|Publication number||US7661072 B2|
|Application number||US 11/002,591|
|Publication date||Feb 9, 2010|
|Filing date||Dec 3, 2004|
|Priority date||Sep 29, 1999|
|Also published as||US6865718, US7170491, US7665034, US20020089545, US20050097466, US20050097467, US20050097468|
|Publication number||002591, 11002591, US 7661072 B2, US 7661072B2, US-B2-7661072, US7661072 B2, US7661072B2|
|Inventors||Alessandro Levi Montalcini|
|Original Assignee||Microsoft Corporation|
|Export Citation||BiBTeX, EndNote, RefMan|
|Patent Citations (13), Non-Patent Citations (9), Classifications (11), Legal Events (2)|
|External Links: USPTO, USPTO Assignment, Espacenet|
This is a Divisional Application of co-pending U.S. patent application Ser. No. 09/407,946 filed Sep. 29, 1999 in which the contents of said application are hereby incorporated herein by reference.
1. Technical Field
The disclosure generally relates to user actuated pointing devices for use with a computer. More particularly, the disclosure relates to enhancing the scrolling schema of wheeled mice.
2. Related Art
The computer mouse has simplified the computer-human interface. Before the computer mouse, many users were confined to interacting with a computer through the use of a command line interface (CLI as is known in the art). The computer mouse (also commonly referred to simply as “the mouse”) has, in recent years, been improved upon with the inclusion of a wheel on the top of the mouse. An example of a wheeled mouse is shown in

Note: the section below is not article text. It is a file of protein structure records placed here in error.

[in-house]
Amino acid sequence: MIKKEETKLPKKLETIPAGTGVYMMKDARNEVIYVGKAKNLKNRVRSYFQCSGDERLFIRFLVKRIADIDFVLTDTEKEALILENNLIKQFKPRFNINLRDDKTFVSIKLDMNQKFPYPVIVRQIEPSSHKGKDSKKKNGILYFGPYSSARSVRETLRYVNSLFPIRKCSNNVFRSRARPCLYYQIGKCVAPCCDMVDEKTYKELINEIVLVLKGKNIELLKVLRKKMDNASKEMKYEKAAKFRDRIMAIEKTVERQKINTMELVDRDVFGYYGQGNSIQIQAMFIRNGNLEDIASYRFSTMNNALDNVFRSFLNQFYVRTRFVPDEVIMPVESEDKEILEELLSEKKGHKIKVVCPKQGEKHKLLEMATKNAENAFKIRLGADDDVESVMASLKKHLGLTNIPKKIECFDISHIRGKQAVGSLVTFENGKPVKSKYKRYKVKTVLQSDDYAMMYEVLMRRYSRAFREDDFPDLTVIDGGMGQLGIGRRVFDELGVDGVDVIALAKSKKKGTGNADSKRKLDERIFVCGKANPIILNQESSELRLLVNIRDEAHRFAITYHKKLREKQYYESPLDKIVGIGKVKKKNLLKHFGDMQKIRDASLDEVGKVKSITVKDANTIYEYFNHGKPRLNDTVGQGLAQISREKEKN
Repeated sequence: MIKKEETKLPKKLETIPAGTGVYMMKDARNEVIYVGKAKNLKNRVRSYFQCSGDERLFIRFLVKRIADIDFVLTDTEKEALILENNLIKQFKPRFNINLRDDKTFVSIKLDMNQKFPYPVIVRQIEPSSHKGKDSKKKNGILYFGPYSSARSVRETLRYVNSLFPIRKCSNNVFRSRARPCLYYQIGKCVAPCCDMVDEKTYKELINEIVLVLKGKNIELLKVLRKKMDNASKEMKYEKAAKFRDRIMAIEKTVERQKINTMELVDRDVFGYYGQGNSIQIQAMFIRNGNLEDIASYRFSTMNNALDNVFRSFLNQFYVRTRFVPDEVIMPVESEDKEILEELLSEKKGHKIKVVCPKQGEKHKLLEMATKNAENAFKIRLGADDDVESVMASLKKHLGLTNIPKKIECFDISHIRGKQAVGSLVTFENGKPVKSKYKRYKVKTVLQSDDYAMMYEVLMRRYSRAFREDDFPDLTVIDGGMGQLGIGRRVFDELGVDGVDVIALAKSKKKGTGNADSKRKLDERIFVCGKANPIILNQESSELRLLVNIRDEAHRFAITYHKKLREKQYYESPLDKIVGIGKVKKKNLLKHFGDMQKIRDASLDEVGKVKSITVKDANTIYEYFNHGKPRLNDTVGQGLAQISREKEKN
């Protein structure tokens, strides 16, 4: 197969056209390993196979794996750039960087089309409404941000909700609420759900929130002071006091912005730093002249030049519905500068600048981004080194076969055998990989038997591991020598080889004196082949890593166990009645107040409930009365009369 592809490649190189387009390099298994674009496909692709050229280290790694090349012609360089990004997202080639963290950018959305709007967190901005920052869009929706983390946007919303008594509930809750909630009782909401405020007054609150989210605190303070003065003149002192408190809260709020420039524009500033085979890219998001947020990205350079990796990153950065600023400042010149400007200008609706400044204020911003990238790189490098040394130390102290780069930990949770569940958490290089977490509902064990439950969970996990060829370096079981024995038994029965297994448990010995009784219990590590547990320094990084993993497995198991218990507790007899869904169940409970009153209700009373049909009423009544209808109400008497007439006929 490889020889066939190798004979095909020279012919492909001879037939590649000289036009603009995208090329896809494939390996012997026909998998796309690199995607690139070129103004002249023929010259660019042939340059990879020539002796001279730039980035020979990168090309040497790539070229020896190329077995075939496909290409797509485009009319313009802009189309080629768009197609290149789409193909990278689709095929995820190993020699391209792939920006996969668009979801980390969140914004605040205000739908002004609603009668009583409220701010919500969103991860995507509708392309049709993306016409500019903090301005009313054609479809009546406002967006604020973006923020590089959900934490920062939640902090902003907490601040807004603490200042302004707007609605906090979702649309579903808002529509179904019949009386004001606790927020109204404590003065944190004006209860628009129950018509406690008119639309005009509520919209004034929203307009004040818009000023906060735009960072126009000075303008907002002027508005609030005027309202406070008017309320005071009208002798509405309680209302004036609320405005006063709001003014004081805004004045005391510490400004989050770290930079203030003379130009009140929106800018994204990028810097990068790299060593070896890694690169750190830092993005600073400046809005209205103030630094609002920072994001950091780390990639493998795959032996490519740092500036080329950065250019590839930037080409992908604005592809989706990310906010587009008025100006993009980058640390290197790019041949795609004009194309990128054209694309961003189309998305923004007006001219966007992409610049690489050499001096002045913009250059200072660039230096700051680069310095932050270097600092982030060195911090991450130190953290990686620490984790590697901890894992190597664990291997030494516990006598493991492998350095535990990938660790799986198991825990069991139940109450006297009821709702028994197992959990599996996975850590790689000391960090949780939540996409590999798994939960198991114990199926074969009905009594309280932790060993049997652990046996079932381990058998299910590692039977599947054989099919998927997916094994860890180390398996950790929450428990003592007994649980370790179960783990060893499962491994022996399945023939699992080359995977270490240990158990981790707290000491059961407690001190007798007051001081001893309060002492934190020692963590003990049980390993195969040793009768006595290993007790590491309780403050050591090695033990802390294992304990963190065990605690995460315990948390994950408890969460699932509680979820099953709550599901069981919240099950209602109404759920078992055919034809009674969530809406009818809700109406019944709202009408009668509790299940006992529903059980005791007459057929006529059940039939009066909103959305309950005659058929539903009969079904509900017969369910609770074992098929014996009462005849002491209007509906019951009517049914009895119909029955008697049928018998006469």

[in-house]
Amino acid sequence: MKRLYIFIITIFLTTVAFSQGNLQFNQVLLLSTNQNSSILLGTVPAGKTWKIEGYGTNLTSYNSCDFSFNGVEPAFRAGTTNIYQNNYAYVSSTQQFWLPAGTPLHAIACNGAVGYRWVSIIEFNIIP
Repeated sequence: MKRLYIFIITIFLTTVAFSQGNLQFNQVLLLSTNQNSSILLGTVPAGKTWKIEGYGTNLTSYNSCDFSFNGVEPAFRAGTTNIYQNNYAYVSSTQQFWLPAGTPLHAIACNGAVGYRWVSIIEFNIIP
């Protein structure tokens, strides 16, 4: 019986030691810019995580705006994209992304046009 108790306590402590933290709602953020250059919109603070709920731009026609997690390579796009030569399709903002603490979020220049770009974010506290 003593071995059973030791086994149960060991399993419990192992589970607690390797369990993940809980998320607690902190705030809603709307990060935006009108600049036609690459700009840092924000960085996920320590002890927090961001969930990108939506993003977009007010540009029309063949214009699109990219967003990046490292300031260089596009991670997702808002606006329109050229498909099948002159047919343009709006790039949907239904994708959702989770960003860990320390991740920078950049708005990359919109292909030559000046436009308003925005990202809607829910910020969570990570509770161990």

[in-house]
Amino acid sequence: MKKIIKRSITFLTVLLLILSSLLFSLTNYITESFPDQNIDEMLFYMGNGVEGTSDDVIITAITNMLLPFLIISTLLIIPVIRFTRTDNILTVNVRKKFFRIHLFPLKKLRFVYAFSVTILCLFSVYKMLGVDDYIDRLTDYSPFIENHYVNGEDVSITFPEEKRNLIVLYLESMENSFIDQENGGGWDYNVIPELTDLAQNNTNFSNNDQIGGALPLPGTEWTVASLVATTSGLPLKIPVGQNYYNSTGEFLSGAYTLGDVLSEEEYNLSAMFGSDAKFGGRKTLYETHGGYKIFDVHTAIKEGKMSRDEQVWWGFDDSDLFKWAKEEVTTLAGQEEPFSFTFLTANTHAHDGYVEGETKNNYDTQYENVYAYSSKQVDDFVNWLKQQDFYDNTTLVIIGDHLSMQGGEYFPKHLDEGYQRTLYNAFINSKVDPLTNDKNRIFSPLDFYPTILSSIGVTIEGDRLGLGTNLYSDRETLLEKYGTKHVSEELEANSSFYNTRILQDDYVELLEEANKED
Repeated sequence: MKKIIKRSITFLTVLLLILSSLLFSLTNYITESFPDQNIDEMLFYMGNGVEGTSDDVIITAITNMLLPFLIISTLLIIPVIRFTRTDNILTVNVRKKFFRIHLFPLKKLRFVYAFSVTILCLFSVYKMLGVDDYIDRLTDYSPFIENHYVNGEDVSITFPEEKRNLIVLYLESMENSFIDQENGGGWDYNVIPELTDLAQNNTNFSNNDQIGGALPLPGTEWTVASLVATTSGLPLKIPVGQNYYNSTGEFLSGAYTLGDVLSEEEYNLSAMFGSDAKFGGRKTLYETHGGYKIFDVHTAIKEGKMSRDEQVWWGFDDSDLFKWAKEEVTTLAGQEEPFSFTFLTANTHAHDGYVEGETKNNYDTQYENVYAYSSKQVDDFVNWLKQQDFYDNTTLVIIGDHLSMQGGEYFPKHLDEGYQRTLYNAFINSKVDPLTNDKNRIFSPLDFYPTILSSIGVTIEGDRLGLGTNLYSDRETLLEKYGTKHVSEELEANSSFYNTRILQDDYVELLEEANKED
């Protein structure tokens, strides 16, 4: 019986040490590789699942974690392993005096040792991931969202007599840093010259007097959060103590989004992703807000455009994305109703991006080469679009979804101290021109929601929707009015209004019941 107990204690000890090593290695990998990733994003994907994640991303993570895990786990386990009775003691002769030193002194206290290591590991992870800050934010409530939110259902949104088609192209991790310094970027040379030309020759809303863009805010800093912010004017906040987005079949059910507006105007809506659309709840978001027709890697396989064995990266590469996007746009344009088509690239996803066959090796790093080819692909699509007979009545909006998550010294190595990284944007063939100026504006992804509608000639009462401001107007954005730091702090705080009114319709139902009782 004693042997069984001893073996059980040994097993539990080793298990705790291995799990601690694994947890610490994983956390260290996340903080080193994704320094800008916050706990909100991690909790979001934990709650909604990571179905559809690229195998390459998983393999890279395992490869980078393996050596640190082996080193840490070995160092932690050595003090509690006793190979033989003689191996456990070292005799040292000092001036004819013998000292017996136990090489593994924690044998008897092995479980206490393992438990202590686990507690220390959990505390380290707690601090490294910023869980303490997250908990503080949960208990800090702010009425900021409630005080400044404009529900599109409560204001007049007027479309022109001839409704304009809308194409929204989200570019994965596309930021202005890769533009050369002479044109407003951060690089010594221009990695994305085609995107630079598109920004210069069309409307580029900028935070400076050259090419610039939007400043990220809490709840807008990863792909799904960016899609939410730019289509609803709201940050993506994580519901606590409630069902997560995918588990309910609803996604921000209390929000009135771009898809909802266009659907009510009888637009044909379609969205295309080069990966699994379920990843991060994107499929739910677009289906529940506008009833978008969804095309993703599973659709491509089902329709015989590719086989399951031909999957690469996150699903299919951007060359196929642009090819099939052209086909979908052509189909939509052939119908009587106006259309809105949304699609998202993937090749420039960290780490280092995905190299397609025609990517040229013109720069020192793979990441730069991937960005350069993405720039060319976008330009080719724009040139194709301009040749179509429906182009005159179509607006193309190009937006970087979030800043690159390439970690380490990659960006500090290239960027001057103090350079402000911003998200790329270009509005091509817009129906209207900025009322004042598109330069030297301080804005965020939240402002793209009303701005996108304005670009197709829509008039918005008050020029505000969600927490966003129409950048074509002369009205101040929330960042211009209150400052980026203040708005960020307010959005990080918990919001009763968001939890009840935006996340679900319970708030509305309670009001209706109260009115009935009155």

A user may specify a scrolling mode of either scrolling by a fixed number of lines (referred to herein as the “line-scrolling mode”) or scrolling by page (referred to herein as the “page-scrolling mode). To change from one scrolling mode, or to modify the number of lines to scroll in the line-scrolling mode, a user navigates a series of windows to a preferences option list for the wheeled mouse. In general, the preferences page allows selection of the scrolling mode as well as a designation of the number of lines when a line-scrolling mode is selected.
Other features of a wheeled mouse and alternative techniques of navigating a display through the use of the wheeled mouse are disclosed in U.S. Ser. No. 09/212,898, filed Dec. 16, 1998, for “System and Method of Adjusting Display Characteristics of a Displayable Data File Using An Ergonomic Computer Input Device,” whose contents are incorporated herein by reference.
Scrolling through a document via the wheel on a wheeled mouse is helpful in that it provides useful document handling without the need to access the keyboard or predefined scroll bars. However, as a document's size changes or the needs of a user change (for example, from drafting a document to editing or reviewing a completed draft), the user may desire to change the scrolling mode. Changing modes requires navigating to a mouse preferences page, switching the scrolling mode, changing (when appropriate) the number of lines to scroll with every rotational notch in the wheel, and finally returning to the underlying document. These combinations of steps detract from the ease of using the scrolling feature of a wheeled mouse. Accordingly, an easier technique for switching between scrolling modes is needed.